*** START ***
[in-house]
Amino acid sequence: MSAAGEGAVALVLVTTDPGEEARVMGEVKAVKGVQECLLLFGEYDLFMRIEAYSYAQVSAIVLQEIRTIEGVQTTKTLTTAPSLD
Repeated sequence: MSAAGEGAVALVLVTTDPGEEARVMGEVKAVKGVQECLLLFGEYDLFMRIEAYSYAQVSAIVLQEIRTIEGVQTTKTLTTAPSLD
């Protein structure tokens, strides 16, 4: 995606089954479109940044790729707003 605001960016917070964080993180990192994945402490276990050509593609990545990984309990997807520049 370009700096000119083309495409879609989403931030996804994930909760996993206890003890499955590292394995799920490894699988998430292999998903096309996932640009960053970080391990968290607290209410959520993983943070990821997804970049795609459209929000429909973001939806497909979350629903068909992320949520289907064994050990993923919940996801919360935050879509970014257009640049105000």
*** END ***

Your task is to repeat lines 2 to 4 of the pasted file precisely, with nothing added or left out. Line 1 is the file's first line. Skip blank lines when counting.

Amino acid sequence: MSAAGEGAVALVLVTTDPGEEARVMGEVKAVKGVQECLLLFGEYDLFMRIEAYSYAQVSAIVLQEIRTIEGVQTTKTLTTAPSLD
Repeated sequence: MSAAGEGAVALVLVTTDPGEEARVMGEVKAVKGVQECLLLFGEYDLFMRIEAYSYAQVSAIVLQEIRTIEGVQTTKTLTTAPSLD
């Protein structure tokens, strides 16, 4: 995606089954479109940044790729707003 605001960016917070964080993180990192994945402490276990050509593609990545990984309990997807520049 370009700096000119083309495409879609989403931030996804994930909760996993206890003890499955590292394995799920490894699988998430292999998903096309996932640009960053970080391990968290607290209410959520993983943070990821997804970049795609459209929000429909973001939806497909979350629903068909992320949520289907064994050990993923919940996801919360935050879509970014257009640049105000």